A virtual one-man band, Prince sculpted and created the Minneapolis Sound through his keyboards, screeching, almost pleading, vocals, erotic live shows, and explicit sexual lyrics. According to the For You album notes, Prince produced, arranged, composed and played all 27 instruments on the recording.
Despite 33 nominations, Prince has only won seven Grammys - not too shabby. He also has had two albums - 1999 and Purple Rain - awarded the Grammy Hall of Fame Award. Prince has sold about 100 million records worldwide in his career.
KOOL & THE GANG
About Kool & The Gang
Kool & The Gang originated in Jersey City, New Jersey in 1964. They went through several musical phases during the course of their recording career, starting out with a purist jazz sound, and then becoming practitioners of R&B and funk, progressing to a smooth pop-funk ensemble, and in the post-millennium creating music with a modern, electro-pop sound.
The group's main members over the years included brothers Robert Bell (known as "Kool") on bass and Ronald Bell on tenor saxophone; lead vocalist James "J.T." Taylor George Brown on drums; Robert Mickens on trumpet; Dennis Thomas on alto saxophone; Claydes Charles Smith on guitar, and Rick Westfield on keyboards.
Where Are They Today?
Of Kool & The Gang's original members, the Bell brothers, Brown and Thomas are still with the group. Ricky Westfield, the group's original keyboardist, left in 1976 to form his own band, and died in 1985. Guitarist Claydes Smith passed away after a long illness on June 20, 2006 at age 57. Original trumpet player Robert "Spike" Mickens, who had retired in 1986 due to poor health, died at age 59 on November, 2 2010 at a nursing home in Far Rockaway, New York. Longtime members who continue to perform and record with the group include Clifford Adams (trombone), Curtis Williams (keyboards) and trumpeters Larry Gittens and Michael Ray.
Spirit of the Boogie
Take My Heart (You Can Have It If You Want It)
Get Down on It
Robert "Kool" Bell
Ronald Bell (Khalis Bayyan)
Sonnie "Skip" Martin
Curtis "Fitz" Williams
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Cameo is a heavily-sampled Funk band that originally resembled Funkadelic with hard funk and humorous lyrics. A large ensemble, they were not afraid to use horns and other catchy instruments that perfectly suited 70s music.
Cameo was initially the "New York City Players", a 13-member group which was later changed to Cameo to avoid a legal dispute with the Ohio Players. In 1974, Cameo started out with 23 members created by Juilliard graduate and New York-area clubgoer Larry Blackmon. Their first albums Cardiac Arrest, Ugly Ego, We All Know Who We Are, and Secret Omen contained dancefloor packers such as "Rigor Mortis", "I Just Want To Be" and "Find My Way," the latter which was a major disco smash and was included on the soundtrack to Thank God It's Friday.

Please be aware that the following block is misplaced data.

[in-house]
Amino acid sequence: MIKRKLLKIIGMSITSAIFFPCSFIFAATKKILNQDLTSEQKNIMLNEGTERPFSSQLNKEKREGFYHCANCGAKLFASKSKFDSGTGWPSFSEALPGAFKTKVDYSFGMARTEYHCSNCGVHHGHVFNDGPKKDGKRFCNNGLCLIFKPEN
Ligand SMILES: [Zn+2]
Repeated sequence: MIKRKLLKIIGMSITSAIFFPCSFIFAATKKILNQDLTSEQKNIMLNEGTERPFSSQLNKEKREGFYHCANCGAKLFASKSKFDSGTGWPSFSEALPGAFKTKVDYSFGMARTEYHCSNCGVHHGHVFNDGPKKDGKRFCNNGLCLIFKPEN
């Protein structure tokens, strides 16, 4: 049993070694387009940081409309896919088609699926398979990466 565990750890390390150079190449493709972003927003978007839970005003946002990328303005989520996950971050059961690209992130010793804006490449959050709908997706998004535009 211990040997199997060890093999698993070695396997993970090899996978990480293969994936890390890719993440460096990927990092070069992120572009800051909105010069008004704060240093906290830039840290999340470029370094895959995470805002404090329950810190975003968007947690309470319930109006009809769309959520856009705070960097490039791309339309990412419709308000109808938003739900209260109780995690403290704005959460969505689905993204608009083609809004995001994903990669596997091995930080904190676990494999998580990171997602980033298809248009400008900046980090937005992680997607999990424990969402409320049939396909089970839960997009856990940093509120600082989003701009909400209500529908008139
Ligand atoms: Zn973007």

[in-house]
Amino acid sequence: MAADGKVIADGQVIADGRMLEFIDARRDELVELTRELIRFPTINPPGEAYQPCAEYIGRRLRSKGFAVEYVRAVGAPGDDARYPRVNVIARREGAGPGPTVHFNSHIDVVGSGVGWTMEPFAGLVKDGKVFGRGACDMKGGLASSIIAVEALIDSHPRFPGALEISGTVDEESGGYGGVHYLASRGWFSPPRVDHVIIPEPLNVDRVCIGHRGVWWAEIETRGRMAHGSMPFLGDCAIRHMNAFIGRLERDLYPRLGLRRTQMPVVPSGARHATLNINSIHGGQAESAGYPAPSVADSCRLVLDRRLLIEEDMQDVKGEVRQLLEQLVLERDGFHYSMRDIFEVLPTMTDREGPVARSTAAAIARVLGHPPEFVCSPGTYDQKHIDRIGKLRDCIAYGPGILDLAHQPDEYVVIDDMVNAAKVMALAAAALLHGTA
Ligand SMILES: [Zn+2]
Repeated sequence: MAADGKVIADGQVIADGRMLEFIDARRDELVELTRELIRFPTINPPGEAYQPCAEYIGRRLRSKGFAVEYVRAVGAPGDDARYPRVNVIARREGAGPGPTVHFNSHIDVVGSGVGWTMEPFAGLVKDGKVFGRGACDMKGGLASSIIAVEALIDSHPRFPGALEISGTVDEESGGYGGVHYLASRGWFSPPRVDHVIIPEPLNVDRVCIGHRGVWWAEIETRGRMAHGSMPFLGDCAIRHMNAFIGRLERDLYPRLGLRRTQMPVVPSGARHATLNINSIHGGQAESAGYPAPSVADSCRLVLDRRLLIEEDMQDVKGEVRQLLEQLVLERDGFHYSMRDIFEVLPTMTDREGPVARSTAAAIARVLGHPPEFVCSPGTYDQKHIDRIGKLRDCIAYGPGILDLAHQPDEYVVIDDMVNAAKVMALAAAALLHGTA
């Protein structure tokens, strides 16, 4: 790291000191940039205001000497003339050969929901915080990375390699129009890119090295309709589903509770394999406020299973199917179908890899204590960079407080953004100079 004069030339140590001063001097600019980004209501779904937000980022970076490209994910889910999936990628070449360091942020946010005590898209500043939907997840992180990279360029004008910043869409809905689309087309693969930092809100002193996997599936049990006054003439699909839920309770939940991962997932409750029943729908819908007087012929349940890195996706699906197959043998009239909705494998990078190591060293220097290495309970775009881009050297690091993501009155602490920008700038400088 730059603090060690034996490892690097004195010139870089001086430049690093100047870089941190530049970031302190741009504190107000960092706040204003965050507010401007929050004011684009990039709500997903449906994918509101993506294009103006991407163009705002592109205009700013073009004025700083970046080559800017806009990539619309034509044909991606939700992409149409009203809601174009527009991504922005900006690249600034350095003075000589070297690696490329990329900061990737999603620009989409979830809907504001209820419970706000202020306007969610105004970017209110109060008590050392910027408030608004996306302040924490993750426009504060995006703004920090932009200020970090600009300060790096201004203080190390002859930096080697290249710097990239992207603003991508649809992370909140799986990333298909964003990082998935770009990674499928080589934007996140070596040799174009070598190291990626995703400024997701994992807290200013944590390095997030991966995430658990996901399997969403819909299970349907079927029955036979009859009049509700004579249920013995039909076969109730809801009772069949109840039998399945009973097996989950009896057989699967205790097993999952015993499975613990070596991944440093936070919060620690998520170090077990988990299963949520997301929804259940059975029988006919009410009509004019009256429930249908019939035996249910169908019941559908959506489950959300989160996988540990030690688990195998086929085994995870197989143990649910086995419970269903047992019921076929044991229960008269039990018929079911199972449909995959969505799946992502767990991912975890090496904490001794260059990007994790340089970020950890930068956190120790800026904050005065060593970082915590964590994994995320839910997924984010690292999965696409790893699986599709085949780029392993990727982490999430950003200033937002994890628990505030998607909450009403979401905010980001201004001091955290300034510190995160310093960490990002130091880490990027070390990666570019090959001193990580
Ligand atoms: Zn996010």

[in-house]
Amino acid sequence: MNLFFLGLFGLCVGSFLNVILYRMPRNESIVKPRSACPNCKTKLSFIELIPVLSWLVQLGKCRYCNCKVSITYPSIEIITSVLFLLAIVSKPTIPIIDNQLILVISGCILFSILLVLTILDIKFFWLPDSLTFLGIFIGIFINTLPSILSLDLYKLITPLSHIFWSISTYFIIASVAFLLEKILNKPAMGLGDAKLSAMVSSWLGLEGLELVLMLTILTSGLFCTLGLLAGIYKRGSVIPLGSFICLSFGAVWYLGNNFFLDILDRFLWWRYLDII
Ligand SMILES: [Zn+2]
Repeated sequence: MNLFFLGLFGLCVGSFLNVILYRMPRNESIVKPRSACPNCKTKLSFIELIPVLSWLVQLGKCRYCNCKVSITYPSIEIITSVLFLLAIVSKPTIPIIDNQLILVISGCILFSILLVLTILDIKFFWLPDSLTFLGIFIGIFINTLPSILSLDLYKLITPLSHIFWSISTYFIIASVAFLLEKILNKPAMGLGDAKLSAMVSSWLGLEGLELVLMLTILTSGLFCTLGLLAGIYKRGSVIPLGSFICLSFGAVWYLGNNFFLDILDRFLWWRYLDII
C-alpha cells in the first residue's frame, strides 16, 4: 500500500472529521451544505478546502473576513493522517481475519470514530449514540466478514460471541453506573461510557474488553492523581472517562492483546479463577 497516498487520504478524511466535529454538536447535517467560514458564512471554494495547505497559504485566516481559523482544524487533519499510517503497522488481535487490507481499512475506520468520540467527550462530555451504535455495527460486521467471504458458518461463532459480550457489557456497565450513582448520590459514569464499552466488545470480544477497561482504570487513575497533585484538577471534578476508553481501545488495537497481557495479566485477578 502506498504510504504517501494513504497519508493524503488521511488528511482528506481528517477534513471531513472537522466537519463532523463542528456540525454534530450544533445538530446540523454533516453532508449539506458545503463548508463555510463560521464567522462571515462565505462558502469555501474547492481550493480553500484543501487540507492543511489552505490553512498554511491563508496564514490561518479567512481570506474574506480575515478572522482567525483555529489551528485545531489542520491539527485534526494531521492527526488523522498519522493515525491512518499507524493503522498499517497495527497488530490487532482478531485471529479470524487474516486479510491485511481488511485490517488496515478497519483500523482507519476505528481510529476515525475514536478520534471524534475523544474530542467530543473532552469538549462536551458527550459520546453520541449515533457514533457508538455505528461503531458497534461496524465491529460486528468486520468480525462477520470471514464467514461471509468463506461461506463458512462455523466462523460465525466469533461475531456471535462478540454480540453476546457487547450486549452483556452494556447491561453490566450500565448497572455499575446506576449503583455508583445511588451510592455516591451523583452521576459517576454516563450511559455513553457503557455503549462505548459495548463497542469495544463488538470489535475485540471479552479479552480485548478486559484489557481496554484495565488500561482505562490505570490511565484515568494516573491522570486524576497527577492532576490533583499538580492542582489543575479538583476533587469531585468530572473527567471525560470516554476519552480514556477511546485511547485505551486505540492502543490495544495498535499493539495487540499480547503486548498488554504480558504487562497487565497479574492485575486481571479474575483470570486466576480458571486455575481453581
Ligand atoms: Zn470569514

By 1980, Cameo had gained considerable momentum through singles such as "Shake Your Pants". Albums such as 1981's Knights of the Sound Table and 1982's Alligator Woman saw the band playing up their eclectic style. Their biggest chart-topper "Word Up" hit in 1986.
Thomas "T.C." Campbell
Michael "Calamari" Burnett
Willie "Chill Factor" Morris
Jeff "Major Bass" Nelson
An All-American Rock and Roll / Rhythm and Blues Singer and Songwriter
About Frankie Lymon
Franklin Joseph Lymon was born on September 30, 1942 in Harlem, New York. Coming from an average household, Lymon built an empire within his short 25 years of life.
He was the lead singer in the successful teenage group The Teenagers. The Teenagers were founded at Edward W. Stitt Junior High School in the Washington Heights section of Manhattan. "Why Do Fools Fall in Love?" was The Teenagers' first and biggest hit.
Lymon went solo in 1957. His highest charting solo hit was a cover of Thurston Harris' "Little Bitty Pretty One". Lymon's slowly declining sales fell sharply after his voice changed and he lost his signature soprano voice.
Tragically, Lymon overdosed on heroin on February 27, 1968 at the young age of 25 at his mother's home.
Although his period of success was brief, Frankie Lymon's hits were highly influential on the rock and R&B performers who followed him, such as Ronnie Spector, The Chantels, Diana Ross, The Temptations, Smokey Robinson, Len Barry, and The Beach Boys. Frankie Lymon inducted into the Rock and Roll Hall of Fame in 1993.
Frankie Lymon and The Teenagers Singles
- 1956-01: [Gee 1002] "Why Do Fools Fall in Love" / "Please Be Mine"
(#1 on the R&B charts for 5 weeks)
- 1956-04: [Gee 1012] "I Want You to Be My Girl" / "I'm Not a Know-It-All"
(#3 on R&B charts)
Frankie Lymon Singles
- 1957: [Roulette 4026] "My Girl" / "So Goes My Love"
- 1957: [Roulette 4035] "Little Girl" / "It's Christmas Once Again"
- 1958: [Roulette 4044] "Thumb Thumb" / "Footsteps"
- 1958: [Roulette 4068] "Portable on My Shoulder" / "Mama Don't Allow It"
- 1958: [Roulette 4093] "Only Way to Love" / "Melinda"
- 1959: [Roulette 4128] "Up Jumped a Rabbit" / "No Matter What You've Done"